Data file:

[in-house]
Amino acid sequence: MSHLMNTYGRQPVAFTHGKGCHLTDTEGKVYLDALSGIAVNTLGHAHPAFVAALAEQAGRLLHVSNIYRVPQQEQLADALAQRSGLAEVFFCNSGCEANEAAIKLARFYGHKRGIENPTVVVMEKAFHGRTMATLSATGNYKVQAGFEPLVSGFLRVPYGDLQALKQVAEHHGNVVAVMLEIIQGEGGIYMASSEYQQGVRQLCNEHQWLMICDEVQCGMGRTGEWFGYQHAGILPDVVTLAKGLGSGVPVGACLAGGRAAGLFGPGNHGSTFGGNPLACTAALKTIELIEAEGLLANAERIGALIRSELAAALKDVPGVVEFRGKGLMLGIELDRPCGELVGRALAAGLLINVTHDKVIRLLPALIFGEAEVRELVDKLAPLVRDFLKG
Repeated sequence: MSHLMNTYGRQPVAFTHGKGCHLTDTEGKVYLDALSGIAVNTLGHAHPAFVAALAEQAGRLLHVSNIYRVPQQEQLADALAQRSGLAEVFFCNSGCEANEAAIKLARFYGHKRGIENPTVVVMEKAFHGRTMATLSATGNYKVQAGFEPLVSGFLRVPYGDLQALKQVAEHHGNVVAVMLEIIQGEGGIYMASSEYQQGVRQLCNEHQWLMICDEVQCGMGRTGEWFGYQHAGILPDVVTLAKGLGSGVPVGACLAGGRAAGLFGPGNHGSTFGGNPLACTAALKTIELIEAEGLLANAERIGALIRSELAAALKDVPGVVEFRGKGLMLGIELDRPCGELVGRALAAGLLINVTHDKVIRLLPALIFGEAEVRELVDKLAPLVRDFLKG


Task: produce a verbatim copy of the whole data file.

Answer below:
[in-house]
Amino acid sequence: MSHLMNTYGRQPVAFTHGKGCHLTDTEGKVYLDALSGIAVNTLGHAHPAFVAALAEQAGRLLHVSNIYRVPQQEQLADALAQRSGLAEVFFCNSGCEANEAAIKLARFYGHKRGIENPTVVVMEKAFHGRTMATLSATGNYKVQAGFEPLVSGFLRVPYGDLQALKQVAEHHGNVVAVMLEIIQGEGGIYMASSEYQQGVRQLCNEHQWLMICDEVQCGMGRTGEWFGYQHAGILPDVVTLAKGLGSGVPVGACLAGGRAAGLFGPGNHGSTFGGNPLACTAALKTIELIEAEGLLANAERIGALIRSELAAALKDVPGVVEFRGKGLMLGIELDRPCGELVGRALAAGLLINVTHDKVIRLLPALIFGEAEVRELVDKLAPLVRDFLKG
Repeated sequence: MSHLMNTYGRQPVAFTHGKGCHLTDTEGKVYLDALSGIAVNTLGHAHPAFVAALAEQAGRLLHVSNIYRVPQQEQLADALAQRSGLAEVFFCNSGCEANEAAIKLARFYGHKRGIENPTVVVMEKAFHGRTMATLSATGNYKVQAGFEPLVSGFLRVPYGDLQALKQVAEHHGNVVAVMLEIIQGEGGIYMASSEYQQGVRQLCNEHQWLMICDEVQCGMGRTGEWFGYQHAGILPDVVTLAKGLGSGVPVGACLAGGRAAGLFGPGNHGSTFGGNPLACTAALKTIELIEAEGLLANAERIGALIRSELAAALKDVPGVVEFRGKGLMLGIELDRPCGELVGRALAAGLLINVTHDKVIRLLPALIFGEAEVRELVDKLAPLVRDFLKG